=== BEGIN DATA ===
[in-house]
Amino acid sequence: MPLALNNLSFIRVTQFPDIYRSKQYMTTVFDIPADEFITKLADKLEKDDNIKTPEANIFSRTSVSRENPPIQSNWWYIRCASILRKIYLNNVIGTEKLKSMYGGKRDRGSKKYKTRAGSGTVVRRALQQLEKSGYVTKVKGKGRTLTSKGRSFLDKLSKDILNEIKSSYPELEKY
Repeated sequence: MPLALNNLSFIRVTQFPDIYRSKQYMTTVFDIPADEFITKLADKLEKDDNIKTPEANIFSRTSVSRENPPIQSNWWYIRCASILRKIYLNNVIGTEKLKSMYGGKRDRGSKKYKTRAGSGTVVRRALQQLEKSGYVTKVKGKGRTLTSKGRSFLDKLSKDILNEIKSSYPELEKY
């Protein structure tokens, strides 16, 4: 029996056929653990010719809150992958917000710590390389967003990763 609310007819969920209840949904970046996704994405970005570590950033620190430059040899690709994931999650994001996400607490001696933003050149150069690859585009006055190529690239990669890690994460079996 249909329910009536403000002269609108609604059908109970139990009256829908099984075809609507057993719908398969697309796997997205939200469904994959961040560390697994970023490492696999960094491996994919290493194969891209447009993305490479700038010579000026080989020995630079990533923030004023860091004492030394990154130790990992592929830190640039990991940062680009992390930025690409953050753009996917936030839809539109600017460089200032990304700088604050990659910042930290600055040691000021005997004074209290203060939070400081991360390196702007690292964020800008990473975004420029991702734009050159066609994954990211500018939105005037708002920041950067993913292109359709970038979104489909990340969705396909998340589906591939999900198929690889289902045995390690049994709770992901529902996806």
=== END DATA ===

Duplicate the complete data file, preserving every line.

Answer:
[in-house]
Amino acid sequence: MPLALNNLSFIRVTQFPDIYRSKQYMTTVFDIPADEFITKLADKLEKDDNIKTPEANIFSRTSVSRENPPIQSNWWYIRCASILRKIYLNNVIGTEKLKSMYGGKRDRGSKKYKTRAGSGTVVRRALQQLEKSGYVTKVKGKGRTLTSKGRSFLDKLSKDILNEIKSSYPELEKY
Repeated sequence: MPLALNNLSFIRVTQFPDIYRSKQYMTTVFDIPADEFITKLADKLEKDDNIKTPEANIFSRTSVSRENPPIQSNWWYIRCASILRKIYLNNVIGTEKLKSMYGGKRDRGSKKYKTRAGSGTVVRRALQQLEKSGYVTKVKGKGRTLTSKGRSFLDKLSKDILNEIKSSYPELEKY
């Protein structure tokens, strides 16, 4: 029996056929653990010719809150992958917000710590390389967003990763 609310007819969920209840949904970046996704994405970005570590950033620190430059040899690709994931999650994001996400607490001696933003050149150069690859585009006055190529690239990669890690994460079996 249909329910009536403000002269609108609604059908109970139990009256829908099984075809609507057993719908398969697309796997997205939200469904994959961040560390697994970023490492696999960094491996994919290493194969891209447009993305490479700038010579000026080989020995630079990533923030004023860091004492030394990154130790990992592929830190640039990991940062680009992390930025690409953050753009996917936030839809539109600017460089200032990304700088604050990659910042930290600055040691000021005997004074209290203060939070400081991360390196702007690292964020800008990473975004420029991702734009050159066609994954990211500018939105005037708002920041950067993913292109359709970038979104489909990340969705396909998340589906591939999900198929690889289902045995390690049994709770992901529902996806």